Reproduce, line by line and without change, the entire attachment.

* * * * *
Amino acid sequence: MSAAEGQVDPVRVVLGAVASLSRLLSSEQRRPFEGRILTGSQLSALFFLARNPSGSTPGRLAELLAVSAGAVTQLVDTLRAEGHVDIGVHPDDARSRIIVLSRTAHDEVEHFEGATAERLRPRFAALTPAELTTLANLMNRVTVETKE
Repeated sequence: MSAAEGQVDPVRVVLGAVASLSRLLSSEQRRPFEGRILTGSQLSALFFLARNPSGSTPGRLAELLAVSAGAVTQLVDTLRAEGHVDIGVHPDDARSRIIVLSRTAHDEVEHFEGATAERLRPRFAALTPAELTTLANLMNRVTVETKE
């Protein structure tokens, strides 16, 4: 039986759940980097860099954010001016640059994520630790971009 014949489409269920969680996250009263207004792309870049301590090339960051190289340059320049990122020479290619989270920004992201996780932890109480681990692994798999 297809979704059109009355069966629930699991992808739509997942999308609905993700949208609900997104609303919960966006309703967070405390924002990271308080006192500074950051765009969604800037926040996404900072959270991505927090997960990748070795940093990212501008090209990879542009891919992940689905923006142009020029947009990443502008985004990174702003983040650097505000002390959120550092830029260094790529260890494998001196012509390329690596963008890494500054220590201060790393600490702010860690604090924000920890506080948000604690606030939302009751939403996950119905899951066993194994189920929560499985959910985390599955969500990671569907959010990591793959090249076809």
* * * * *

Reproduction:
Amino acid sequence: MSAAEGQVDPVRVVLGAVASLSRLLSSEQRRPFEGRILTGSQLSALFFLARNPSGSTPGRLAELLAVSAGAVTQLVDTLRAEGHVDIGVHPDDARSRIIVLSRTAHDEVEHFEGATAERLRPRFAALTPAELTTLANLMNRVTVETKE
Repeated sequence: MSAAEGQVDPVRVVLGAVASLSRLLSSEQRRPFEGRILTGSQLSALFFLARNPSGSTPGRLAELLAVSAGAVTQLVDTLRAEGHVDIGVHPDDARSRIIVLSRTAHDEVEHFEGATAERLRPRFAALTPAELTTLANLMNRVTVETKE
């Protein structure tokens, strides 16, 4: 039986759940980097860099954010001016640059994520630790971009 014949489409269920969680996250009263207004792309870049301590090339960051190289340059320049990122020479290619989270920004992201996780932890109480681990692994798999 297809979704059109009355069966629930699991992808739509997942999308609905993700949208609900997104609303919960966006309703967070405390924002990271308080006192500074950051765009969604800037926040996404900072959270991505927090997960990748070795940093990212501008090209990879542009891919992940689905923006142009020029947009990443502008985004990174702003983040650097505000002390959120550092830029260094790529260890494998001196012509390329690596963008890494500054220590201060790393600490702010860690604090924000920890506080948000604690606030939302009751939403996950119905899951066993194994189920929560499985959910985390599955969500990671569907959010990591793959090249076809």